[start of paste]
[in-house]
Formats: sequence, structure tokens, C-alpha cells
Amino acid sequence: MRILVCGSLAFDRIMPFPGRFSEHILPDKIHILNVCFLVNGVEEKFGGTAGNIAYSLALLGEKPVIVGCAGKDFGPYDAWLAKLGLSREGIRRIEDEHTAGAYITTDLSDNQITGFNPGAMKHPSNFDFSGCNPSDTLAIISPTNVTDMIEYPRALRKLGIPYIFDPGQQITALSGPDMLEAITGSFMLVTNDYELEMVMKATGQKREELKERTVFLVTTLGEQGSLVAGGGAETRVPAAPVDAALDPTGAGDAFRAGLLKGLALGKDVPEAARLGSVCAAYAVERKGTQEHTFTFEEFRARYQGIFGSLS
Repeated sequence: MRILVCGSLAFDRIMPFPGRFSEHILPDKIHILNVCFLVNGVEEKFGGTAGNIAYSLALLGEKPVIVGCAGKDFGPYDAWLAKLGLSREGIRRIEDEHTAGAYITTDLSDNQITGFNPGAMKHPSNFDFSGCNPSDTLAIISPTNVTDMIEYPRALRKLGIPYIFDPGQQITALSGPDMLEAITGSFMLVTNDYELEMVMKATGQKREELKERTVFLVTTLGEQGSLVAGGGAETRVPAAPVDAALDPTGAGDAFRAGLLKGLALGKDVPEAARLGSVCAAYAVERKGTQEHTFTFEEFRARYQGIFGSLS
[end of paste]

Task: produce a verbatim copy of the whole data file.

[in-house]
Formats: sequence, structure tokens, C-alpha cells
Amino acid sequence: MRILVCGSLAFDRIMPFPGRFSEHILPDKIHILNVCFLVNGVEEKFGGTAGNIAYSLALLGEKPVIVGCAGKDFGPYDAWLAKLGLSREGIRRIEDEHTAGAYITTDLSDNQITGFNPGAMKHPSNFDFSGCNPSDTLAIISPTNVTDMIEYPRALRKLGIPYIFDPGQQITALSGPDMLEAITGSFMLVTNDYELEMVMKATGQKREELKERTVFLVTTLGEQGSLVAGGGAETRVPAAPVDAALDPTGAGDAFRAGLLKGLALGKDVPEAARLGSVCAAYAVERKGTQEHTFTFEEFRARYQGIFGSLS
Repeated sequence: MRILVCGSLAFDRIMPFPGRFSEHILPDKIHILNVCFLVNGVEEKFGGTAGNIAYSLALLGEKPVIVGCAGKDFGPYDAWLAKLGLSREGIRRIEDEHTAGAYITTDLSDNQITGFNPGAMKHPSNFDFSGCNPSDTLAIISPTNVTDMIEYPRALRKLGIPYIFDPGQQITALSGPDMLEAITGSFMLVTNDYELEMVMKATGQKREELKERTVFLVTTLGEQGSLVAGGGAETRVPAAPVDAALDPTGAGDAFRAGLLKGLALGKDVPEAARLGSVCAAYAVERKGTQEHTFTFEEFRARYQGIFGSLS